Conceiving, planning and writing a decent narrative in the space of 45 minutes is incredibly difficult. One reason is that students don’t have lots of experience of short narratives. They watch feature length movies and (if they read) they read novels. So their idea of a narrative is one of lots of things happening. Yet sometimes the only major thing that ‘happens’ in a narrative is a shift in perspective, in attitude, in tone. Edit: Please read Nick Wells’ post on Shifts in Fiction for more on this.
This week, I have built a series of lessons for my year sevens around a short film called The Present, using it as a model to teach some aspects of narrative writing. In one lesson, we experimented with different paragraphs, focusing on the boy’s change of attitude towards the dog.
First paragraph: Attention on game – dog is in background > Second paragraph: Attention split between game and dog > Third paragraph: Full attention on dog.
Or sequence 2:
First paragraph: Describe how stupid the dog’s behaviour is > Second paragraph: Describe how funny the dog’s behaviour > Third paragraph: Describe how AWESOME the dog’s behaviour is.
Instead of just writing about all the things that were happening, there was a conscious focus on how the attitude of the boy shifted, and how we might present this.
While students may not have encountered many short stories, they have read, seen and witnessed many of these moments where we go from here to there, where there is a perception or an attitude shift.
For example, Susan Boyle on Britain’s Got Talent has 232,719,477 views at the time I am writing this. There are not many better examples of a shift in perception than her story. From here: everyone is laughing and cynically judging > she sings > to there: standing ovations and adulation. How does that narrative work from her perspective? From Simon Cowell’s? From an audience member’s? There are many clips which follow a similar narrative arc on these types of shows. And any dramatic scene or sequence from a book has simple shifts like this.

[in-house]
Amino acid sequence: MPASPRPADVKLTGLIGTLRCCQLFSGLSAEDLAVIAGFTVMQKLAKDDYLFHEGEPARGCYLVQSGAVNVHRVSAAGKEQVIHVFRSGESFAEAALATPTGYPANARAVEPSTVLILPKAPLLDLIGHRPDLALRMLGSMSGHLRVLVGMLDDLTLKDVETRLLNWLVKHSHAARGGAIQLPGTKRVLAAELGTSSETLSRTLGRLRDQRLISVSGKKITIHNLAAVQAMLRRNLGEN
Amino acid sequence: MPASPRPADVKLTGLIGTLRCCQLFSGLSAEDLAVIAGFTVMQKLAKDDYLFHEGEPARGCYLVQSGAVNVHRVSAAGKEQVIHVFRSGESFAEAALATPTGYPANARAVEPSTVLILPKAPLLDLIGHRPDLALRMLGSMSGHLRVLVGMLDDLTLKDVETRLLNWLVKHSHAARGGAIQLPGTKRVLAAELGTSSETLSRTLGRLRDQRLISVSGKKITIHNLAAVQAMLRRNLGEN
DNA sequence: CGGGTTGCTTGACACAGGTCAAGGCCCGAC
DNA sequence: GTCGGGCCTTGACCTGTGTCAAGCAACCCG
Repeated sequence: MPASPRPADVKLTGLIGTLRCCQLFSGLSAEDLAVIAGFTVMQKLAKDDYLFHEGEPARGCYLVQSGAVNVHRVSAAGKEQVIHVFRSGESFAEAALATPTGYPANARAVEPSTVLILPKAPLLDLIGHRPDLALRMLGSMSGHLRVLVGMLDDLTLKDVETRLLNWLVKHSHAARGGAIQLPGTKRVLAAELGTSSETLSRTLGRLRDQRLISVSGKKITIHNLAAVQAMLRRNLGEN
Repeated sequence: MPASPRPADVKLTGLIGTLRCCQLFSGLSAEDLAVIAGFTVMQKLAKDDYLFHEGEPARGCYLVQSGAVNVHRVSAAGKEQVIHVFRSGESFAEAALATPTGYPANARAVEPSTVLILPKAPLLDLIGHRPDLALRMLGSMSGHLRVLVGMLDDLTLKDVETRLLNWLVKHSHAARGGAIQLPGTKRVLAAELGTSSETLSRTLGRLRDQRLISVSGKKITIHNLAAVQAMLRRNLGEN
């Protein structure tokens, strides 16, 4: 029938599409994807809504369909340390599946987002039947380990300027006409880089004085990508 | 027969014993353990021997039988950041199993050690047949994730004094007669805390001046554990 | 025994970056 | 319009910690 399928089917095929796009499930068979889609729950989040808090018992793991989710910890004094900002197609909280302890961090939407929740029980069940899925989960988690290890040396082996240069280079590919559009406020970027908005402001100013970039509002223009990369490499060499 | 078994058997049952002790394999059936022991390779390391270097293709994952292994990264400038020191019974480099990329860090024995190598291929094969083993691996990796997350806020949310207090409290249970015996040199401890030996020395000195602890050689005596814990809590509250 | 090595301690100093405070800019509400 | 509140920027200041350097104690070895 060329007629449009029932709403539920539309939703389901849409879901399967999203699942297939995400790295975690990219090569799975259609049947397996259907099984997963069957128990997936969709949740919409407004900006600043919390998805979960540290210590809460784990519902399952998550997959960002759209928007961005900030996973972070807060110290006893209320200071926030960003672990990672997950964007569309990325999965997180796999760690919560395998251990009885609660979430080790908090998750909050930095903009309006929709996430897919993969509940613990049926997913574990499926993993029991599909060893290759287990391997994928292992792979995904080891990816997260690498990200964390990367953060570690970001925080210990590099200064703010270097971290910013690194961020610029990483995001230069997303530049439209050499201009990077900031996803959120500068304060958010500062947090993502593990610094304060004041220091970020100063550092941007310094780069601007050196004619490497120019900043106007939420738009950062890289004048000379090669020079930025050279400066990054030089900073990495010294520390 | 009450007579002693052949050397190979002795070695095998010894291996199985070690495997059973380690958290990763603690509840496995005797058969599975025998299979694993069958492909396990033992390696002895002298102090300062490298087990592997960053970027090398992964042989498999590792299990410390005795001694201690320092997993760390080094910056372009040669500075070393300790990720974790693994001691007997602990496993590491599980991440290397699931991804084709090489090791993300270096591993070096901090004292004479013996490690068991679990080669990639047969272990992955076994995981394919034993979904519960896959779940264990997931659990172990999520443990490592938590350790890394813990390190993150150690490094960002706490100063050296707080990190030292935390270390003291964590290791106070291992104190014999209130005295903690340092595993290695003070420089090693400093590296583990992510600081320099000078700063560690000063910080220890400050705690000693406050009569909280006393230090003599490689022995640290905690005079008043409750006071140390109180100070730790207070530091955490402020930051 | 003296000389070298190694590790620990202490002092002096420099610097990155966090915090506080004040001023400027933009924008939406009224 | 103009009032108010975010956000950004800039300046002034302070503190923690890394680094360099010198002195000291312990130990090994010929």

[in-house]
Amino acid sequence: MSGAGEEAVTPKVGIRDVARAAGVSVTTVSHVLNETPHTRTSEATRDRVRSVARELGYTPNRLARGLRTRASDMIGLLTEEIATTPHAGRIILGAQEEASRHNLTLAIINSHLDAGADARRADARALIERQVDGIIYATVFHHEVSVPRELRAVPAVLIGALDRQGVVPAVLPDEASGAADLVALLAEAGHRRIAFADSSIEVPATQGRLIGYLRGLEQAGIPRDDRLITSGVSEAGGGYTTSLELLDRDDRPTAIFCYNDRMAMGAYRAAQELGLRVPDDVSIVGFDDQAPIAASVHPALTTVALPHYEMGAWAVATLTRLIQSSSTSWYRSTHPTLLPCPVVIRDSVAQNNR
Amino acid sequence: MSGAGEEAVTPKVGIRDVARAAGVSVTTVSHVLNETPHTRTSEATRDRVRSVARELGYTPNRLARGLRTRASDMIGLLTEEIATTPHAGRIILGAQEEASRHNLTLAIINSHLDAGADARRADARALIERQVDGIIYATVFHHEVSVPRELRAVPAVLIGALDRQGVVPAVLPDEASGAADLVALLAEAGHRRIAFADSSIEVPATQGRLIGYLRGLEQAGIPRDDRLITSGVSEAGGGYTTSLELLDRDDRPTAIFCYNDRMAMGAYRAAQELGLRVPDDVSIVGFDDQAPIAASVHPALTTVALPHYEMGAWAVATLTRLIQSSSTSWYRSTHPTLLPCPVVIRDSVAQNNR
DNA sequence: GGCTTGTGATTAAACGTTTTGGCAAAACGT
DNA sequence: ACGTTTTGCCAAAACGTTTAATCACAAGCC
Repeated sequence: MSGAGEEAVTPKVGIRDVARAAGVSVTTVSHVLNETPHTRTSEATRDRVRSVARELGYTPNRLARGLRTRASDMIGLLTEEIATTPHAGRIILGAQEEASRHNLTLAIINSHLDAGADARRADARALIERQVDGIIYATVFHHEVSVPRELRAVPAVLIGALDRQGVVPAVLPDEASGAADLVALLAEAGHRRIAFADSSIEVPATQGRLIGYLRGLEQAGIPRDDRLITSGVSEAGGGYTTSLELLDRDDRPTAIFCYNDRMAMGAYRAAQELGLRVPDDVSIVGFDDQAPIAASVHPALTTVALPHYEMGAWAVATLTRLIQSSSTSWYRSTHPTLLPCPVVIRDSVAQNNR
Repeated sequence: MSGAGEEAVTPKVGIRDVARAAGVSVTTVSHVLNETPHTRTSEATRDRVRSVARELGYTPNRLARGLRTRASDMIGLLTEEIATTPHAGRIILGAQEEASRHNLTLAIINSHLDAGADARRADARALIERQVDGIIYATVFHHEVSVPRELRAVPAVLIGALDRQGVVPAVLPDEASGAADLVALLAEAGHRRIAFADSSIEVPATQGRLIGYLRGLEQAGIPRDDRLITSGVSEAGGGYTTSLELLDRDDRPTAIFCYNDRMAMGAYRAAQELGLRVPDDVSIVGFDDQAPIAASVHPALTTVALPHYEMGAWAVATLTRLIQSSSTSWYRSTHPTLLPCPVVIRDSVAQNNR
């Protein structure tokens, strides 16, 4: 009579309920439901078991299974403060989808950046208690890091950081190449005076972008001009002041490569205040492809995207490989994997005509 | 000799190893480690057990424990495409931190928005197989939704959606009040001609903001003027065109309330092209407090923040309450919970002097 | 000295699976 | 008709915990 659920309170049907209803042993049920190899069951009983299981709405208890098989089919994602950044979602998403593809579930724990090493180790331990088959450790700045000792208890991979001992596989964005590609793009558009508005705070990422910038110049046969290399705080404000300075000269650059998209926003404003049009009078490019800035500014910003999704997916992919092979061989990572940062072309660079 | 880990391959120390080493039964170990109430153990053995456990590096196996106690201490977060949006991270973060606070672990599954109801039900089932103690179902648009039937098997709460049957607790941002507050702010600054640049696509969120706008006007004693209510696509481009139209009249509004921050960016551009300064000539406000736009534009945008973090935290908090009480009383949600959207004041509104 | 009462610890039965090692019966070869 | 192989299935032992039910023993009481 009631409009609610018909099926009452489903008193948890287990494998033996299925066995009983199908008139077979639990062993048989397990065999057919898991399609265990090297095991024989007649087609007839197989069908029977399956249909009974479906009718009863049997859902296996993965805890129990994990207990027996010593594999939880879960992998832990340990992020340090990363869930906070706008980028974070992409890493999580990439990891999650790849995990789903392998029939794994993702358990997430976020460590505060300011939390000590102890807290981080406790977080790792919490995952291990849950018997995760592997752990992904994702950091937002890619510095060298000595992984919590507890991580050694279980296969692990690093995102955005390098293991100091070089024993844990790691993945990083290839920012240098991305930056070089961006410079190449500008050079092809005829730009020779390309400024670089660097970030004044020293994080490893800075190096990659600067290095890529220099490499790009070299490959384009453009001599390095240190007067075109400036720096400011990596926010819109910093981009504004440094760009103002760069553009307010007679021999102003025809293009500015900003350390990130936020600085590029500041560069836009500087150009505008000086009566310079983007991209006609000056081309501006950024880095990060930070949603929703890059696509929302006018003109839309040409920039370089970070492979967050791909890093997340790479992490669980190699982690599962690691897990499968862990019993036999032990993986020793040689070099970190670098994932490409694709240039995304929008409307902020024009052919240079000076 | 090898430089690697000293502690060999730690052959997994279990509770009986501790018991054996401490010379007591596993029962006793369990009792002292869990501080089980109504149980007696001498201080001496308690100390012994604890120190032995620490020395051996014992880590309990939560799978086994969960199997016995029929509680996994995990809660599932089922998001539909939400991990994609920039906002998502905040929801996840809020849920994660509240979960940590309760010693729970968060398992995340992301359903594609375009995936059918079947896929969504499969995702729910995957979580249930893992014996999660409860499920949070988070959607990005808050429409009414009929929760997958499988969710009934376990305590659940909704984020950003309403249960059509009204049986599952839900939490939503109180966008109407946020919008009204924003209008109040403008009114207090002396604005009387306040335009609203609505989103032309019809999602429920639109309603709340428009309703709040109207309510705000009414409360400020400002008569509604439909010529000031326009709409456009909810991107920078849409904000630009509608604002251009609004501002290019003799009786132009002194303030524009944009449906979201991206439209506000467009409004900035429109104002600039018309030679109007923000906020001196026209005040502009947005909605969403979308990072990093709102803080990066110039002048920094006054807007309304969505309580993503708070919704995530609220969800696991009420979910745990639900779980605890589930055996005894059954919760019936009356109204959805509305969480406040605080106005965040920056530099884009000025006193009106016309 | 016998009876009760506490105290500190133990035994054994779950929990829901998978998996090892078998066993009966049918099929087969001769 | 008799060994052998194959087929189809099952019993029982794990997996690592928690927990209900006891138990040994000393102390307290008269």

Imagine that we watched only the beginning and end of that Susan Boyle clip, or did the same for The Present. Then we would be left with the black box and could try to figure out what happened to cause that shift. In exploring the black box, we can then develop interesting narratives.
You could provide prompts to generate these interesting narratives:
- From hate to love
- From despair to hope
- From mistrust to horror
In exams, students will have photo prompts. When we have photo prompts, it’s interesting to consider whether this is the ‘here’ or the ‘there’. Is this picture the ‘here’, and we start from laughter and move towards something else? Perhaps one of their photographs shows someone in the background. Perhaps it isn’t their camera and the photos take a sinister turn. Or maybe it is the ‘there’, and the laughter has been a shift from some growing tension.
It can also be a useful strategy to try to turn some recurring default narratives into something more interesting. Let’s take the old favourite boy-plays-in-cup-final-and-scores-the-winning-goal narrative. What will be the most interesting shifts here? From here: the optimism when stepping up to the penalty> the miss> to there: desolation and shame. From here: the father expecting his son to miss>goal> to there pride and guilt.
So that is my new strategy: ‘From here to there’. Next week, I will share an additional strategy for building narratives about two men with moustaches: ‘to me to you’.